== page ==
First-time buyers trapped by high deposits - Mortgages - News - Moneyfacts

News

Moneyfacts.co.uk News brings you the latest financial & economic news & reviews of the best products in the UK by our team of money experts.

First-time buyers trapped by high deposits

First-time buyers trapped by high deposits

Category: Mortgages

Updated: 02/10/2012
First Published: 02/10/2012

MONEYFACTS ARCHIVE
This article was correct at the time of publication. It is now over 6 months old so the content may be out of date.

Activity in the first-time buyer market showed little sign of improving during August, with transactions falling back to the same level as last year.

Over the past six months, following the re-introduction of stamp duty for properties valued up to £250,000, sales to first-time buyers have fallen from 24,200 to 18,300.

According to research by LSL Property Services, the fall in transactions coincides with the average first-time buyer house price rising by £6,362 to £141,918.

The average loan-to-value (LTV) has also increased from 78.9% to 81.5% with deposits in August representing 73% of a typical first-time buyer's annual income.

Louise Holmes, finance expert at Moneyfacts.co.uk, said: "Affordability is the biggest challenge facing first-time buyers, despite lenders pledging to offer more high loan-to-value mortgage deals.

"Tough lending criteria and stringent credit checks reflect the fact that lenders are committed to 'responsible lending'; however, it is imperative to the wellbeing of the first-time buyer sector that lenders also begin to offer accessible and cheap mortgages."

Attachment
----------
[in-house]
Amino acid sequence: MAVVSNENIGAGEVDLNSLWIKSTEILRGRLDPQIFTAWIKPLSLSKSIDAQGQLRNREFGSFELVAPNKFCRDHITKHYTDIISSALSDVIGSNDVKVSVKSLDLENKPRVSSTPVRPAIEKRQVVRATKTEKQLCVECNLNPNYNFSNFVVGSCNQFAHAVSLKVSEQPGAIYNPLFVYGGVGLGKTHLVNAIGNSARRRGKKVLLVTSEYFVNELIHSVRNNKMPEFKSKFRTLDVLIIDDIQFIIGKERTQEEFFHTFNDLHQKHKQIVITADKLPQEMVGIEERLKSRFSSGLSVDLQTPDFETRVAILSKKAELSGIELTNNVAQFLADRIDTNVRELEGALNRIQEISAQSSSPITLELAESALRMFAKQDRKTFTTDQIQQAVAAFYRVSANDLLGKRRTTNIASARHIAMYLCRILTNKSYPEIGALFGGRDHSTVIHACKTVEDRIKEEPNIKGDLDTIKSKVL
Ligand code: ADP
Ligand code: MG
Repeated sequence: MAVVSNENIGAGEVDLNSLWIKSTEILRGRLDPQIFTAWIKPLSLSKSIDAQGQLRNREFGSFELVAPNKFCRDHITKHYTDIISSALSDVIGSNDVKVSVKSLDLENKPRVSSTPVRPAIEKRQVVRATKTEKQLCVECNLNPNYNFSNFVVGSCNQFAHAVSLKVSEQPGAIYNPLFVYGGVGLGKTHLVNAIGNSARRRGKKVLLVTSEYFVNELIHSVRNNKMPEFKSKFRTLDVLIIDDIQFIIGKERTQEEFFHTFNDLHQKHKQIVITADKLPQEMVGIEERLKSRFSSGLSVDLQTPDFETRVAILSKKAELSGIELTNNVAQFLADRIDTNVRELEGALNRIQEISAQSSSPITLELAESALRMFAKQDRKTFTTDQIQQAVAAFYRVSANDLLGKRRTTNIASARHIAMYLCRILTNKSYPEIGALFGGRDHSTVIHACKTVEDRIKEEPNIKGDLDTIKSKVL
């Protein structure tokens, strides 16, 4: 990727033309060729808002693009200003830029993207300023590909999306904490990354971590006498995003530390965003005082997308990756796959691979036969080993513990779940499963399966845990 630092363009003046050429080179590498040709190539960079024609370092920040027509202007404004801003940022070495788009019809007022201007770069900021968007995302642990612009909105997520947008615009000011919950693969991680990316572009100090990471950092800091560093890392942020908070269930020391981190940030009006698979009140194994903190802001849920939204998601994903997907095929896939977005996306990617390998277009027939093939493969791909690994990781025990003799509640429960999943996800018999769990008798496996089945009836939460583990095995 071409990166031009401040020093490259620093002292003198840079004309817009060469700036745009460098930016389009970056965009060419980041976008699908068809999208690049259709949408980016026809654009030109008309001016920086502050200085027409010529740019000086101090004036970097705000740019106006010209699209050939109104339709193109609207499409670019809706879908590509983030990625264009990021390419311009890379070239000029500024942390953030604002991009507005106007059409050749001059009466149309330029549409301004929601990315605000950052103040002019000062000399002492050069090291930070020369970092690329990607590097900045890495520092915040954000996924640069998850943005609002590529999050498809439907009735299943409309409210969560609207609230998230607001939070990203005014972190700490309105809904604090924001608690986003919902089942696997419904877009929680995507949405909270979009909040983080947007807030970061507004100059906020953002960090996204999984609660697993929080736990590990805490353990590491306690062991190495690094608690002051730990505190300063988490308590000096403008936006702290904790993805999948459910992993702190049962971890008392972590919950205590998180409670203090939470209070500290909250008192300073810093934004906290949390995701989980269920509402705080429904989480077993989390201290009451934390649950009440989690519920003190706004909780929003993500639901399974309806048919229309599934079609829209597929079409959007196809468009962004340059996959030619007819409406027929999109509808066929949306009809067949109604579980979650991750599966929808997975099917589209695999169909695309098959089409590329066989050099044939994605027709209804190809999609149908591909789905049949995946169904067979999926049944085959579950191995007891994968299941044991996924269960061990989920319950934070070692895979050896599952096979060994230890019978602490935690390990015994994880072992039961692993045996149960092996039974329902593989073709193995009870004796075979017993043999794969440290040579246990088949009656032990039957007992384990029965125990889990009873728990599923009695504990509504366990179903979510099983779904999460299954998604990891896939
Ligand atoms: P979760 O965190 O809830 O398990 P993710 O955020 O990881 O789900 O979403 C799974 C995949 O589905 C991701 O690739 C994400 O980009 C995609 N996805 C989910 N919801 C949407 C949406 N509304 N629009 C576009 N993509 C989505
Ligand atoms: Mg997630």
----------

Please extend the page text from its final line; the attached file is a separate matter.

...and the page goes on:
What's Next?

Find the best mortgage rate - Compare best selling mortgages

Find the best low deposit mortgage for your first home.

Disclaimer: Information is correct as of the date of publication (shown at the top of this article). Any products featured may be withdrawn by their provider or changed at any time.

Related Articles

Building societies winning the mortgage rate war

Competition is fierce in the mortgage market, and borrowers may assume that the rates from banks will be significantly lower than those elsewhere. However, things aren’t as they seem, as building societies are the winners of the mortgage rate war.

Homemover numbers fall for first time since 2011

The mortgage market enjoyed a record year in 2016, so it may come as a surprise to hear that the number of people moving home has fallen for the first time in five years, with fewer apparently taking advantage of the market.

2016: the best year for remortgaging since 2009

Remortgaging has certainly seen a surge in activity of late, helped in no small part by the dramatic drop in mortgage rates over the last year, so much so that 2016 as a whole proved to be the best year for the sector since 2009.
 
Close